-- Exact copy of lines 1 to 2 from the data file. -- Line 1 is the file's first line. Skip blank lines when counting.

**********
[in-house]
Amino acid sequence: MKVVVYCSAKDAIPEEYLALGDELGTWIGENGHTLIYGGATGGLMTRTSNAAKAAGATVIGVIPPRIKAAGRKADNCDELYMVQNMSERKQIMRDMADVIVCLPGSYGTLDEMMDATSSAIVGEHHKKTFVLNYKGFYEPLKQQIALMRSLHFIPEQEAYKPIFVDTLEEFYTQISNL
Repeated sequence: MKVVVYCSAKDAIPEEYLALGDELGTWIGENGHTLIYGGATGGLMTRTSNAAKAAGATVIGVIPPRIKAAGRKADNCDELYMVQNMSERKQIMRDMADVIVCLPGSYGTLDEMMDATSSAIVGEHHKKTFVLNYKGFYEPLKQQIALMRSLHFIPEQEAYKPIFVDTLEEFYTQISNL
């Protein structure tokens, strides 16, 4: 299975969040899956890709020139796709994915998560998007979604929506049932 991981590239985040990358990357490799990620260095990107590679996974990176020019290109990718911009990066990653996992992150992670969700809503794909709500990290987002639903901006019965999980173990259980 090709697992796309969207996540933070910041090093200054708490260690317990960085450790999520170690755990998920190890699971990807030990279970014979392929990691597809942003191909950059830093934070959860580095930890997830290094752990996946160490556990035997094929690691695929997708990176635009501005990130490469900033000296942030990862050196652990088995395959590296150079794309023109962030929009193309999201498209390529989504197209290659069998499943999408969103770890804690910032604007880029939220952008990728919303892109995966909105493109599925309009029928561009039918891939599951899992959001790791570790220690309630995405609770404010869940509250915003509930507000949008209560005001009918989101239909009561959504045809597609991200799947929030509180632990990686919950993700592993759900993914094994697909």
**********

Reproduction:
[in-house]
Amino acid sequence: MKVVVYCSAKDAIPEEYLALGDELGTWIGENGHTLIYGGATGGLMTRTSNAAKAAGATVIGVIPPRIKAAGRKADNCDELYMVQNMSERKQIMRDMADVIVCLPGSYGTLDEMMDATSSAIVGEHHKKTFVLNYKGFYEPLKQQIALMRSLHFIPEQEAYKPIFVDTLEEFYTQISNL